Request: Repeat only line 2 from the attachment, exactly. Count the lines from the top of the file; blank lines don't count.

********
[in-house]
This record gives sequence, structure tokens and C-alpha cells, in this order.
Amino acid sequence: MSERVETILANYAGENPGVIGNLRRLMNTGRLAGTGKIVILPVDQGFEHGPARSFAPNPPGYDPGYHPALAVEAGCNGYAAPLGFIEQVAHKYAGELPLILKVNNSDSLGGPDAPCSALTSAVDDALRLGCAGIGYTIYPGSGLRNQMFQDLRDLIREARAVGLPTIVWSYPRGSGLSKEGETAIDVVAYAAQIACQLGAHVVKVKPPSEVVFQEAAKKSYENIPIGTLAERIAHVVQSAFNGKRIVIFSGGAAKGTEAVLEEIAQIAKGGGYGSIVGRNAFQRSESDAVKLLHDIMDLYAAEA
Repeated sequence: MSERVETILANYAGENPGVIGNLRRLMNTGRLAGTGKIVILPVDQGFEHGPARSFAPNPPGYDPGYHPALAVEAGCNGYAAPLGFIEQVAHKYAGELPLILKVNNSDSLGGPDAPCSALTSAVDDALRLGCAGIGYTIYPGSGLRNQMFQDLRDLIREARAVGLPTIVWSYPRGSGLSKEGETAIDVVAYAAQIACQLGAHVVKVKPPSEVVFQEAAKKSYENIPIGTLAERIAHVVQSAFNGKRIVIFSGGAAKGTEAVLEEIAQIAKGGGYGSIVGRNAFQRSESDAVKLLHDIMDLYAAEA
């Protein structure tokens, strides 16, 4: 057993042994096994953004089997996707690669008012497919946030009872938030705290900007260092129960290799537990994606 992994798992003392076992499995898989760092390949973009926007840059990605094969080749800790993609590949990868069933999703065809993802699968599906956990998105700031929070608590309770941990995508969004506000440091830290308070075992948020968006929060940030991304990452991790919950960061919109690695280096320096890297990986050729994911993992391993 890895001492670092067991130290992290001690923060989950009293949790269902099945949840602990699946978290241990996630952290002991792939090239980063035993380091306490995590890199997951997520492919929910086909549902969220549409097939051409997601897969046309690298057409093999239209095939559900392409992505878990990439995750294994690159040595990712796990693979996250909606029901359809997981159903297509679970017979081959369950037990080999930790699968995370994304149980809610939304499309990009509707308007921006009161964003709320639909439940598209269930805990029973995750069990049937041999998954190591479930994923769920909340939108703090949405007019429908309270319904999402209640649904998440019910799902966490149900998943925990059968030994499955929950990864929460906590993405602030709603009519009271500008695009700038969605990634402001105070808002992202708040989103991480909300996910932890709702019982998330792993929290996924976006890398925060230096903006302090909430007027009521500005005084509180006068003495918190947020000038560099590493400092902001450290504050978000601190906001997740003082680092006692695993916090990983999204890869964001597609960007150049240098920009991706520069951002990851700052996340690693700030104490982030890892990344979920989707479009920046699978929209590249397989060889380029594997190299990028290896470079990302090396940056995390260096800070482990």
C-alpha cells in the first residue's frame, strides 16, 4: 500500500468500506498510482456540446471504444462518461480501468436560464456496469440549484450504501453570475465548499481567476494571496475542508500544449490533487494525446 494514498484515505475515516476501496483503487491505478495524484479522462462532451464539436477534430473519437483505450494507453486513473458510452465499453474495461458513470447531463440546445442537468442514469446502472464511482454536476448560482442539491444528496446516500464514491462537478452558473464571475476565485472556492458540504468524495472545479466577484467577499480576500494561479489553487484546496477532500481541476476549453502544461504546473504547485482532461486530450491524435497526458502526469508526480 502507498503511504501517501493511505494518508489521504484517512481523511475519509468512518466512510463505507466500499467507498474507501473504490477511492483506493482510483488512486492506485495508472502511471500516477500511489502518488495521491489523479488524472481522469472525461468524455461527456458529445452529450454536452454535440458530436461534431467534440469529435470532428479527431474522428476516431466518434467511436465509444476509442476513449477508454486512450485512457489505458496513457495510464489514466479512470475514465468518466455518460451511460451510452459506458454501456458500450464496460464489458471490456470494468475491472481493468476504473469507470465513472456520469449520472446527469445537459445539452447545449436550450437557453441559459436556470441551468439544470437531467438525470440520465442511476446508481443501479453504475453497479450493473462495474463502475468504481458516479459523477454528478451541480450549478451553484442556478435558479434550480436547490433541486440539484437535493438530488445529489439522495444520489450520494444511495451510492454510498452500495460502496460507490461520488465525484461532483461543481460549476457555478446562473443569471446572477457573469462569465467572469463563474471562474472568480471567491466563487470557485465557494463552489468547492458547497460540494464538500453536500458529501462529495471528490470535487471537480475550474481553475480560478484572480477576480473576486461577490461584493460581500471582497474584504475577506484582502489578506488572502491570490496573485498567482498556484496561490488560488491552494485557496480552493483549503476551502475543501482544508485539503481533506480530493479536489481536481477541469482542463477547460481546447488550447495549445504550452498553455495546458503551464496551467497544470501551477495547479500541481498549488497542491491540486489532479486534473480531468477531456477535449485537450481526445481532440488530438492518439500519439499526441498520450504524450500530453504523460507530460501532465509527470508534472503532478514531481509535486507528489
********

This record gives sequence, structure tokens and C-alpha cells, in this order.